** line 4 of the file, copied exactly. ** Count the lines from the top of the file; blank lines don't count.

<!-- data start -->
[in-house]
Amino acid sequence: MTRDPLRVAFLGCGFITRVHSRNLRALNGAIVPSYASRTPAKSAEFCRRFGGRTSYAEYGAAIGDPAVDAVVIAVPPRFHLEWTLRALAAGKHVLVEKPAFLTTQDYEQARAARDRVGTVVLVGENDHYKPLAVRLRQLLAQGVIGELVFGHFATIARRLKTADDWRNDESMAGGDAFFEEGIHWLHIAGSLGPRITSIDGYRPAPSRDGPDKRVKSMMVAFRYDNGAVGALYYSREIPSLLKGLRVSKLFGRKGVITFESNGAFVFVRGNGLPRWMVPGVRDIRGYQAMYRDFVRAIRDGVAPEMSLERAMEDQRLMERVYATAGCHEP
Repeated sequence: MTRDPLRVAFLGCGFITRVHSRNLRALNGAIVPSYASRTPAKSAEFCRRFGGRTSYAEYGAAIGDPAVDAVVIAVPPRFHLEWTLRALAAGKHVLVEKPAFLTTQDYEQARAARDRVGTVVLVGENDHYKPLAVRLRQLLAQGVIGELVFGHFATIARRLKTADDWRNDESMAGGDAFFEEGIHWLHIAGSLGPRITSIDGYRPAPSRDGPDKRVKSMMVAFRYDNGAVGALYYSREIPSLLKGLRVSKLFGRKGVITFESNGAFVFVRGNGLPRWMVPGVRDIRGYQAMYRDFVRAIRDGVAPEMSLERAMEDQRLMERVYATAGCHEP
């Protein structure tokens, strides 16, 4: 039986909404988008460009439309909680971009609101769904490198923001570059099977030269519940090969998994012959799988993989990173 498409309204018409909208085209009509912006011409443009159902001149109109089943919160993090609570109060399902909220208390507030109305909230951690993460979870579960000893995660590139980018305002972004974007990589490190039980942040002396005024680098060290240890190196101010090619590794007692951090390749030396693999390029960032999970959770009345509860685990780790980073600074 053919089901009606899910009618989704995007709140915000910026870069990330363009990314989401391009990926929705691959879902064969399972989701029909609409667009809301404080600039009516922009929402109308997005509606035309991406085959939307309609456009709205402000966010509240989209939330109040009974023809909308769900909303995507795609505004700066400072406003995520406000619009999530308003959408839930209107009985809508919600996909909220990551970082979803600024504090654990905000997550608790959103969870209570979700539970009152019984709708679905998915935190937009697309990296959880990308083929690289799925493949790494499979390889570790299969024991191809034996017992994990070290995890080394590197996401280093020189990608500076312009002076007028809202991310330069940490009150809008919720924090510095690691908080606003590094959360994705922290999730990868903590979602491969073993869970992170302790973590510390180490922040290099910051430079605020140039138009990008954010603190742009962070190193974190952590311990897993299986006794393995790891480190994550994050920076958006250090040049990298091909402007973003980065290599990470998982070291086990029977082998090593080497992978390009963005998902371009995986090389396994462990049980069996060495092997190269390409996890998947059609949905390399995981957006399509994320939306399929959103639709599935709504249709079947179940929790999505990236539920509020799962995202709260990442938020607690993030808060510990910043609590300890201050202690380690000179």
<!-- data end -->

């Protein structure tokens, strides 16, 4: 039986909404988008460009439309909680971009609101769904490198923001570059099977030269519940090969998994012959799988993989990173 498409309204018409909208085209009509912006011409443009159902001149109109089943919160993090609570109060399902909220208390507030109305909230951690993460979870579960000893995660590139980018305002972004974007990589490190039980942040002396005024680098060290240890190196101010090619590794007692951090390749030396693999390029960032999970959770009345509860685990780790980073600074 053919089901009606899910009618989704995007709140915000910026870069990330363009990314989401391009990926929705691959879902064969399972989701029909609409667009809301404080600039009516922009929402109308997005509606035309991406085959939307309609456009709205402000966010509240989209939330109040009974023809909308769900909303995507795609505004700066400072406003995520406000619009999530308003959408839930209107009985809508919600996909909220990551970082979803600024504090654990905000997550608790959103969870209570979700539970009152019984709708679905998915935190937009697309990296959880990308083929690289799925493949790494499979390889570790299969024991191809034996017992994990070290995890080394590197996401280093020189990608500076312009002076007028809202991310330069940490009150809008919720924090510095690691908080606003590094959360994705922290999730990868903590979602491969073993869970992170302790973590510390180490922040290099910051430079605020140039138009990008954010603190742009962070190193974190952590311990897993299986006794393995790891480190994550994050920076958006250090040049990298091909402007973003980065290599990470998982070291086990029977082998090593080497992978390009963005998902371009995986090389396994462990049980069996060495092997190269390409996890998947059609949905390399995981957006399509994320939306399929959103639709599935709504249709079947179940929790999505990236539920509020799962995202709260990442938020607690993030808060510990910043609590300890201050202690380690000179």